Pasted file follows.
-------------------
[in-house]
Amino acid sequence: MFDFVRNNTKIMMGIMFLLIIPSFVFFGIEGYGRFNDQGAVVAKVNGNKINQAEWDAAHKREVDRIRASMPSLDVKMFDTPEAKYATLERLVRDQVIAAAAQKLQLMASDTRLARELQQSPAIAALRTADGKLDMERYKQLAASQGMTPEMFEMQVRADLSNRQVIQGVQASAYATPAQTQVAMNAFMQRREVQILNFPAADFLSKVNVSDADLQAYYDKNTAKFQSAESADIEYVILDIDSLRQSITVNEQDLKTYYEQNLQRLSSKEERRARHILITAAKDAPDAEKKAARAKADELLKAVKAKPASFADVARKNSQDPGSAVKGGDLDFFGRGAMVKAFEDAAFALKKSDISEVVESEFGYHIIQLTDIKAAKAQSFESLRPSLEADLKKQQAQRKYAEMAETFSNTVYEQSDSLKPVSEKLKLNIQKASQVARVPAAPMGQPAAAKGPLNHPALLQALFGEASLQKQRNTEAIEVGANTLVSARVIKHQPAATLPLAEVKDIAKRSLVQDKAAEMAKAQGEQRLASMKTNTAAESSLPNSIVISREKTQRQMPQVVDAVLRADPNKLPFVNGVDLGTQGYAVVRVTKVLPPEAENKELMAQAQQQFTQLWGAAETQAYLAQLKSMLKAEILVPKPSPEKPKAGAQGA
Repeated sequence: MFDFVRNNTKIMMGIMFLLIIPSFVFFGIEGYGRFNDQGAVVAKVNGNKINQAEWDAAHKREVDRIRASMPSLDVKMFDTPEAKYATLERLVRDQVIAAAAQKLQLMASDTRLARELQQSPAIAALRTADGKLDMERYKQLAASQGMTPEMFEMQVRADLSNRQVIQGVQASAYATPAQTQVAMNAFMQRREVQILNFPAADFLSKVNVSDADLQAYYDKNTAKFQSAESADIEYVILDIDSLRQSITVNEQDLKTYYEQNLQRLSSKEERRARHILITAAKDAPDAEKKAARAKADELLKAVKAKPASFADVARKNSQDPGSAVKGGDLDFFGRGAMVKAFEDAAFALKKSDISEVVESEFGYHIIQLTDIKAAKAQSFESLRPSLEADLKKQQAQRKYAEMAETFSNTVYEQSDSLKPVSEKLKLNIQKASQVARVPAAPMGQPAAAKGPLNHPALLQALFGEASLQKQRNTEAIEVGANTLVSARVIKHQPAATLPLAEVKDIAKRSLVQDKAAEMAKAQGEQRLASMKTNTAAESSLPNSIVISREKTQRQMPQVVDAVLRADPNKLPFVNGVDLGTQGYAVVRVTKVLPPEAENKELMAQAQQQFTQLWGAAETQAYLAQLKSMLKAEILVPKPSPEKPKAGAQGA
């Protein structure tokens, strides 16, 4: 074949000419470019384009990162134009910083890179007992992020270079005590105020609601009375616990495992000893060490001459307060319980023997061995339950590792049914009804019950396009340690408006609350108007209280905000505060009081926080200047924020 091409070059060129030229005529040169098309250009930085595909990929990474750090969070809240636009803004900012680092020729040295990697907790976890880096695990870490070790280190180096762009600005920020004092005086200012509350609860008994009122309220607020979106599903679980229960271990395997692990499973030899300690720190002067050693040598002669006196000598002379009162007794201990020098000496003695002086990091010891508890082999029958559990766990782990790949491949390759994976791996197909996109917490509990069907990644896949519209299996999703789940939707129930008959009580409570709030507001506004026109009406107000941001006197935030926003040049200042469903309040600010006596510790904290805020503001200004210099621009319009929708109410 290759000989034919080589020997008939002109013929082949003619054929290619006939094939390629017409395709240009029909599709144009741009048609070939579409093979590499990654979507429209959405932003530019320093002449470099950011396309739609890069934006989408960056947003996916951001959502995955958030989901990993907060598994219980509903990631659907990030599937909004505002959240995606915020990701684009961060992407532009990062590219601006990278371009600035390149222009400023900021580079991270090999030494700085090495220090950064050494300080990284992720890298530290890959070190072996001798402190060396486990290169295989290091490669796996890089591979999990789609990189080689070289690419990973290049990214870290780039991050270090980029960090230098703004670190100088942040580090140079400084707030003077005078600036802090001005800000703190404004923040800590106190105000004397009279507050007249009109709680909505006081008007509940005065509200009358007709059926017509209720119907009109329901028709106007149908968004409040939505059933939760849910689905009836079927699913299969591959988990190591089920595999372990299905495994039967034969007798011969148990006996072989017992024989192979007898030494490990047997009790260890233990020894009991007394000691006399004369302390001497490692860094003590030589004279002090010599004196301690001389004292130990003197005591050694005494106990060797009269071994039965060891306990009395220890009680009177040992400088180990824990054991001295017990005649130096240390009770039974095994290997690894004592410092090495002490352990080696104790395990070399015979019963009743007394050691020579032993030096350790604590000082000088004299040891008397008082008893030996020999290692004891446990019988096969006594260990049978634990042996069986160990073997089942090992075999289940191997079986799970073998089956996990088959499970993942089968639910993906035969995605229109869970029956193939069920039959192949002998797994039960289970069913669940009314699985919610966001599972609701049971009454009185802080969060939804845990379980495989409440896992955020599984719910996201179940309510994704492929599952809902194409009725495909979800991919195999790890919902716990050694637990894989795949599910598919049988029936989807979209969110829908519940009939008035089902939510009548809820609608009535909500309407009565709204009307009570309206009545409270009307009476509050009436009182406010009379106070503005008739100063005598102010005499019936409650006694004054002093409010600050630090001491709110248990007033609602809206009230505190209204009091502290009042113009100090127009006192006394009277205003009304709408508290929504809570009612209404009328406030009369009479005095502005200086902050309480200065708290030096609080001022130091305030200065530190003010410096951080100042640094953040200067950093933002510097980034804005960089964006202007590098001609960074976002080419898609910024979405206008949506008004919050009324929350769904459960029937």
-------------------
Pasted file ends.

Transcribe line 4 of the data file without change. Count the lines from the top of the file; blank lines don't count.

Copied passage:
């Protein structure tokens, strides 16, 4: 074949000419470019384009990162134009910083890179007992992020270079005590105020609601009375616990495992000893060490001459307060319980023997061995339950590792049914009804019950396009340690408006609350108007209280905000505060009081926080200047924020 091409070059060129030229005529040169098309250009930085595909990929990474750090969070809240636009803004900012680092020729040295990697907790976890880096695990870490070790280190180096762009600005920020004092005086200012509350609860008994009122309220607020979106599903679980229960271990395997692990499973030899300690720190002067050693040598002669006196000598002379009162007794201990020098000496003695002086990091010891508890082999029958559990766990782990790949491949390759994976791996197909996109917490509990069907990644896949519209299996999703789940939707129930008959009580409570709030507001506004026109009406107000941001006197935030926003040049200042469903309040600010006596510790904290805020503001200004210099621009319009929708109410 290759000989034919080589020997008939002109013929082949003619054929290619006939094939390629017409395709240009029909599709144009741009048609070939579409093979590499990654979507429209959405932003530019320093002449470099950011396309739609890069934006989408960056947003996916951001959502995955958030989901990993907060598994219980509903990631659907990030599937909004505002959240995606915020990701684009961060992407532009990062590219601006990278371009600035390149222009400023900021580079991270090999030494700085090495220090950064050494300080990284992720890298530290890959070190072996001798402190060396486990290169295989290091490669796996890089591979999990789609990189080689070289690419990973290049990214870290780039991050270090980029960090230098703004670190100088942040580090140079400084707030003077005078600036802090001005800000703190404004923040800590106190105000004397009279507050007249009109709680909505006081008007509940005065509200009358007709059926017509209720119907009109329901028709106007149908968004409040939505059933939760849910689905009836079927699913299969591959988990190591089920595999372990299905495994039967034969007798011969148990006996072989017992024989192979007898030494490990047997009790260890233990020894009991007394000691006399004369302390001497490692860094003590030589004279002090010599004196301690001389004292130990003197005591050694005494106990060797009269071994039965060891306990009395220890009680009177040992400088180990824990054991001295017990005649130096240390009770039974095994290997690894004592410092090495002490352990080696104790395990070399015979019963009743007394050691020579032993030096350790604590000082000088004299040891008397008082008893030996020999290692004891446990019988096969006594260990049978634990042996069986160990073997089942090992075999289940191997079986799970073998089956996990088959499970993942089968639910993906035969995605229109869970029956193939069920039959192949002998797994039960289970069913669940009314699985919610966001599972609701049971009454009185802080969060939804845990379980495989409440896992955020599984719910996201179940309510994704492929599952809902194409009725495909979800991919195999790890919902716990050694637990894989795949599910598919049988029936989807979209969110829908519940009939008035089902939510009548809820609608009535909500309407009565709204009307009570309206009545409270009307009476509050009436009182406010009379106070503005008739100063005598102010005499019936409650006694004054002093409010600050630090001491709110248990007033609602809206009230505190209204009091502290009042113009100090127009006192006394009277205003009304709408508290929504809570009612209404009328406030009369009479005095502005200086902050309480200065708290030096609080001022130091305030200065530190003010410096951080100042640094953040200067950093933002510097980034804005960089964006202007590098001609960074976002080419898609910024979405206008949506008004919050009324929350769904459960029937």